Smilax glabra

Smilax glabra

Smilax glabra

Common Names

  • Glabrous greenbrier rhizome
  • Tu Fu Ling
  • Tufuling
  • China root

For Patients & Caregivers

Smilax glabra has not been shown to treat or prevent cancer.

Smilax glabra is known as Tufuling in traditional Chinese medicine. The root has been used in combination with other herbs to treat diabetes, infection, and other skin and urinary disorders. Laboratory studies have shown that this plant has anti-inflammatory and anticancer properties. However, clinical studies have not been conducted and it is not known if the same effects would occur in humans.

  • Arthritis
    Anti-inflammatory activity has been observed in rat models.
  • Viral infections
    Smilax glabra demonstrated antiviral activity in vitro.
  • Inflammation
    Smilax glabra can reduce inflammation in animal models.
  • Cancer
    Antioxidant and anti-tumor effects were observed in vitro studies. However, clinical trials have not been conducted.
  • Nephropathy
    Astilbin, a compound present in Smilax glabra, has been studied in rats with diabetic nephropathy. However, clinical trials are lacking.
  • Diabetes
    An increase in glucose uptake by rat fatty tissue was observed after exposure to smilaxin, a protein isolated from Smilax glabra.
  • Immunostimulation
    Smilaxin, a protein isolated from Smilax glabra, was found to stimulate immune activity as seen by an increase in white blood cells in mice.
  • Dermatitis and Psoriasis
    An herbal mixture containing Smilax glabra can reduce skin inflammation in animals.

May cause allergic reactions.

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For Healthcare Professionals

Smilax glabra

Smilax glabra is a plant prevalent in South Asia, the rhizome of which is used in traditional Chinese medicine to treat skin infections, inflammation, urinary disorders, and cancer.

In vitro and animal studies have shown that this botanical has antioxidant (1)(2), antiviral (3), renoprotective (4), immunostimulatory (5), anti-inflammatory (6)(7), hepatoprotective (16) and anticancer properties (8)(9)(10)(11)(12), but it has not been studied in clinical trials.

Smilax glabra should not be confused with Smilax officinalis, another species commonly known as sarsaparilla.

Smilax glabra is used in traditional Chinese foods (2).

  • Arthritis
  • Dermatitis
  • Dysentery
  • Nephritis
  • Liver disease
  • Antibacterial
  • Antiviral
  • Urinary tract infections
  • Cancer

Anticancer effects of Smilax glabra may be due to its ability to induce apoptosis (9) by upregulating Bax and downregulating Bcl2 genes respectively. Another possible mechanism is via cell cycle arrest. Studies have shown a decrease in mRNA expression of Cyclin B1 and Cdk1 (G2 regulations proteins) in carcinoma cells following administration of Smilax glabra (9).

Anti-inflammatory effects may be due to inhibition of T-lymphocyte adhesion, thereby causing a decrease in T-cell ability to express CD44 and produce TNF alpha(6).

Inhibition of transforming factor-Beta (TGF-Beta) and connective tissue growth factor (CTGF), both thought to induce the fibrotic process in diabetic nephropathy, was observed in HK-2 cells after astilbin exposure (4). In animal studies, the constituent astilbin demonstrated renoprotective activities diabetic nephropathy models (4) and improved renal function as demonstrated by significant reductions in urinary volume and albumin, serum creatinine, blood urea nitrogen, and creatinine clearance. In another study, Smilax glabra was shown to exert anticardiac hypertrophy effects by targeting inhibition of ryanodine receptor (RyR) mediated intracellular Ca(2+) release (18).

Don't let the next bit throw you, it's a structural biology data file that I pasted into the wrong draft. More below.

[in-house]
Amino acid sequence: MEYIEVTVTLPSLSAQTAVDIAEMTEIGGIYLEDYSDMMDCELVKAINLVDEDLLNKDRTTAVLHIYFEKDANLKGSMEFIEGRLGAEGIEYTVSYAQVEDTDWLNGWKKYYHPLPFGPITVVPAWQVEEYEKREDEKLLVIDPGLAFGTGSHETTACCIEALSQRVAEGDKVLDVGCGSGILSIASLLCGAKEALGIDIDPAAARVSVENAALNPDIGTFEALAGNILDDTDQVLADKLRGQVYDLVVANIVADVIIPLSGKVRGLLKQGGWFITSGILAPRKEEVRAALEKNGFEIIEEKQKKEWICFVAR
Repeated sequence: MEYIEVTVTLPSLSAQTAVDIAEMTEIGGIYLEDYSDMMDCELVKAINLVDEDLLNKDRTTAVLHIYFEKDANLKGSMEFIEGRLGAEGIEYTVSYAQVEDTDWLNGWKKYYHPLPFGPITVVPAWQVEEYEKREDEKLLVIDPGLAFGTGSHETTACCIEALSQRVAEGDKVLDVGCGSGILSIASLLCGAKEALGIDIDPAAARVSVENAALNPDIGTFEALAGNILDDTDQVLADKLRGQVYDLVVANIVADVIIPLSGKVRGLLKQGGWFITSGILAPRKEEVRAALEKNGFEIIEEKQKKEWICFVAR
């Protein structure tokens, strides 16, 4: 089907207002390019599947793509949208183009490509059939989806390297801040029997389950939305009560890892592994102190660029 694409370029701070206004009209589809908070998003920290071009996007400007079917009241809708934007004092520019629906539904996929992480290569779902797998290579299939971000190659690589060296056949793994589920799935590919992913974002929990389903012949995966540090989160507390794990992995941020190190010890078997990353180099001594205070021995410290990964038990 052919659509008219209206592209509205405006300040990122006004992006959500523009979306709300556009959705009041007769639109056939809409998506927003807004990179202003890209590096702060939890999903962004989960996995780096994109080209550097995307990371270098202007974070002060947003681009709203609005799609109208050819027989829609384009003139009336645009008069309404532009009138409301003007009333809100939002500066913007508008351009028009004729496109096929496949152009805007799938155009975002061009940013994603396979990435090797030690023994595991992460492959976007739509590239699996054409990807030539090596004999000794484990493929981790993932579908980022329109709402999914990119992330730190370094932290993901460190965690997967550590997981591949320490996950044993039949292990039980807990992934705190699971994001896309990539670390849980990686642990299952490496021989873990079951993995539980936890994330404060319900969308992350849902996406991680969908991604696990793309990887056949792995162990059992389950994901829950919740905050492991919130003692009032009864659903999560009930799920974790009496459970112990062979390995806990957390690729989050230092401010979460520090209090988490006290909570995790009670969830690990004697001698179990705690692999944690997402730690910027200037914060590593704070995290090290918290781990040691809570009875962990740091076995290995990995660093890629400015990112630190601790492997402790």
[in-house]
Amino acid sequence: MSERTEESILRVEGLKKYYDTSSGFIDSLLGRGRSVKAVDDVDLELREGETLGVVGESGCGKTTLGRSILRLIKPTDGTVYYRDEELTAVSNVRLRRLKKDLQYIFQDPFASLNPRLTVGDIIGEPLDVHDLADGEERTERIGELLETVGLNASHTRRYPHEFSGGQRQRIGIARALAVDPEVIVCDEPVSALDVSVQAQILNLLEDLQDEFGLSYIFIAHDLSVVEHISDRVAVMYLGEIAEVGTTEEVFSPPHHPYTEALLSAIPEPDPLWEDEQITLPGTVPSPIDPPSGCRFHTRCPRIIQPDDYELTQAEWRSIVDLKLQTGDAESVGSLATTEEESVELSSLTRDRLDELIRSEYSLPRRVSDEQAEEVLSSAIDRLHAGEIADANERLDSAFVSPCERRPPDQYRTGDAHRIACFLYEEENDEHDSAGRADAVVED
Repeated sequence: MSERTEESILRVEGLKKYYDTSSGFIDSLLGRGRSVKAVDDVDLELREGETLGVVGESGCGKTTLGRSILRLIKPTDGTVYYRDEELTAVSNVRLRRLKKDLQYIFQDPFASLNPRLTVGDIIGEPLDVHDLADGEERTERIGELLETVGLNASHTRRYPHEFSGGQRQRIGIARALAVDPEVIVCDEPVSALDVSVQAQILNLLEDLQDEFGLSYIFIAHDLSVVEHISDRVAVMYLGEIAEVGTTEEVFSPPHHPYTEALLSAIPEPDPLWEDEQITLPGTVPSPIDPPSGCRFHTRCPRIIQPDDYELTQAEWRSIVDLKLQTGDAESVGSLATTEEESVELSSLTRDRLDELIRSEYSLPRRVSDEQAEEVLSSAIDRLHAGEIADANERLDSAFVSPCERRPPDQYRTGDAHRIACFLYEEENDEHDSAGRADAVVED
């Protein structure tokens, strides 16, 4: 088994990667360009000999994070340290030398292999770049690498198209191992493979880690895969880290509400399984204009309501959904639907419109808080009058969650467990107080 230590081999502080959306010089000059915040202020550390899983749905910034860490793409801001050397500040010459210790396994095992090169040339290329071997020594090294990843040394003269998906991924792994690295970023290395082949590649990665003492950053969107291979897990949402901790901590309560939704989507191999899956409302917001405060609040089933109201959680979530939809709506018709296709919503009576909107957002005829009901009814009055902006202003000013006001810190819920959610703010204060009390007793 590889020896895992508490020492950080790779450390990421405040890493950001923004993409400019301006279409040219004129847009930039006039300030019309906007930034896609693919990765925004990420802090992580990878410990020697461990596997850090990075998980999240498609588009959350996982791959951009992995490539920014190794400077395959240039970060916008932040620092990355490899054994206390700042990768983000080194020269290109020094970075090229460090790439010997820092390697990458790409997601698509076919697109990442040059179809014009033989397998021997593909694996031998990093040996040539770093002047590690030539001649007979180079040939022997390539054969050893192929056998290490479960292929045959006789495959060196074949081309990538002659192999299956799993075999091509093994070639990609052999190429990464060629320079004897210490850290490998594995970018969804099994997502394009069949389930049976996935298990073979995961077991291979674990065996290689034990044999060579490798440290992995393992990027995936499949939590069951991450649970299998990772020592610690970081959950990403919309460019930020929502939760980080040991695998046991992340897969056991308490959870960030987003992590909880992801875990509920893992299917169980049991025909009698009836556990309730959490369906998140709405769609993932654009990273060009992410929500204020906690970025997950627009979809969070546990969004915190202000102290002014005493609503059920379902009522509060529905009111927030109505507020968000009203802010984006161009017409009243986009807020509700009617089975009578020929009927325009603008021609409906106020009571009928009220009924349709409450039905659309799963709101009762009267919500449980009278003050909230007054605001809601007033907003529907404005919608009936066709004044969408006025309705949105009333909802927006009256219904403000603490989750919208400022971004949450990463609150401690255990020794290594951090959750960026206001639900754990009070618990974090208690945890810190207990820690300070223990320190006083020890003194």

May cause allergic reactions (15).


  1. Zhang Q-F, Zhang Z-R, Cheung H. Antioxidant activity of Rhizoma Smilacis Glabrae extracts and its key constituent-astilbin. Food Chemistry. 2009;115(1):297-303.

  2. Ooi LS, Wong EY, Chiu LC, et al. Antiviral and anti-proliferative glycoproteins from the rhizome of Smilax glabra Roxb (Liliaceae).Am J Chin Med. 2008;36(1):185-195.

  3. Li GS, Jiang WL, Yue XD, et al. Effect of Astilbin on Experimental Diabetic Nephropathy in vivo and in vitro. Planta Med. Jun 16 2009.

  4. Kuo YH, Hsu YW, Liaw CC, et al. Cytotoxic phenylpropanoid glycosides from the stems of Smilax china. J Nat Prod. Oct 2005;68(10):1475-1478.

  5. Sa F, Gao JL, Fung KP, et al. Anti-proliferative and pro-apoptotic effect of Smilax glabra Roxb. extract on hepatoma cell lines. Chem Biol Interact. Jan 10 2008;171(1):1-14.

  6. Thabrew MI, Mitry RR, Morsy MA, Hughes RD. Cytotoxic effects of a decoction of Nigella sativa, Hemidesmus indicus and Smilax glabra on human hepatoma HepG2 cells. Life Sci. Aug 5 2005;77(12):1319-1330.

  7. Chen T, Li JX, Xu Q. Phenylpropanoid glycosides from Smilax glabra. Phytochemistry. Apr 2000;53(8):1051-1055.

  8. Zhou X, Xu Q, Li JX, Chen T. Structural revision of two flavanonol glycosides from Smilax glabra. Planta Med. May 2009;75(6):654-655.

  9. Chen JK, Chen TT. Chinese Medical Herbology and Pharmacology, 2nd ed. California: Art of Medicine Press; 2004.

  10. Xu S, Shang MY, Liu GX, et al. Chemical constituents from the rhizomes of Smilax glabra and their antimicrobial activity. Molecules. 2013 May 8;18(5):5265-87.

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